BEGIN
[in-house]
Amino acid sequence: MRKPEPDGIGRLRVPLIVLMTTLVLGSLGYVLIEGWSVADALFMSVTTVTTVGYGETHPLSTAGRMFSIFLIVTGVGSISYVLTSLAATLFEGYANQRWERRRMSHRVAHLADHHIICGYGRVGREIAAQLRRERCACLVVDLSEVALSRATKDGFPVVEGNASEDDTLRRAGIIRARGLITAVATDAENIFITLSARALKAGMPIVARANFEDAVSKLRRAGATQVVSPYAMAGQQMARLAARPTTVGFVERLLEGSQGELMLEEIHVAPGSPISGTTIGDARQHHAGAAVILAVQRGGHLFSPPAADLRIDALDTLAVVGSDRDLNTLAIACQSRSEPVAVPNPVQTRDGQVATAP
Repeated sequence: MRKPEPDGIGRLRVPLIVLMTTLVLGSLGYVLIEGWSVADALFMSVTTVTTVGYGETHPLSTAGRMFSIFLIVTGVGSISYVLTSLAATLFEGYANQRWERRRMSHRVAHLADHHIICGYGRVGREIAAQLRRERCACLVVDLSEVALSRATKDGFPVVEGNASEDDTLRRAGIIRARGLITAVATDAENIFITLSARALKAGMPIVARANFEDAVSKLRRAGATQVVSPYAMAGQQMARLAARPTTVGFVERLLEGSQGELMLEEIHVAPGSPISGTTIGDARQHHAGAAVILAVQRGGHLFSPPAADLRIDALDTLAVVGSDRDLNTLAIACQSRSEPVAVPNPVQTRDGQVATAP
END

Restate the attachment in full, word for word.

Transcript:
[in-house]
Amino acid sequence: MRKPEPDGIGRLRVPLIVLMTTLVLGSLGYVLIEGWSVADALFMSVTTVTTVGYGETHPLSTAGRMFSIFLIVTGVGSISYVLTSLAATLFEGYANQRWERRRMSHRVAHLADHHIICGYGRVGREIAAQLRRERCACLVVDLSEVALSRATKDGFPVVEGNASEDDTLRRAGIIRARGLITAVATDAENIFITLSARALKAGMPIVARANFEDAVSKLRRAGATQVVSPYAMAGQQMARLAARPTTVGFVERLLEGSQGELMLEEIHVAPGSPISGTTIGDARQHHAGAAVILAVQRGGHLFSPPAADLRIDALDTLAVVGSDRDLNTLAIACQSRSEPVAVPNPVQTRDGQVATAP
Repeated sequence: MRKPEPDGIGRLRVPLIVLMTTLVLGSLGYVLIEGWSVADALFMSVTTVTTVGYGETHPLSTAGRMFSIFLIVTGVGSISYVLTSLAATLFEGYANQRWERRRMSHRVAHLADHHIICGYGRVGREIAAQLRRERCACLVVDLSEVALSRATKDGFPVVEGNASEDDTLRRAGIIRARGLITAVATDAENIFITLSARALKAGMPIVARANFEDAVSKLRRAGATQVVSPYAMAGQQMARLAARPTTVGFVERLLEGSQGELMLEEIHVAPGSPISGTTIGDARQHHAGAAVILAVQRGGHLFSPPAADLRIDALDTLAVVGSDRDLNTLAIACQSRSEPVAVPNPVQTRDGQVATAP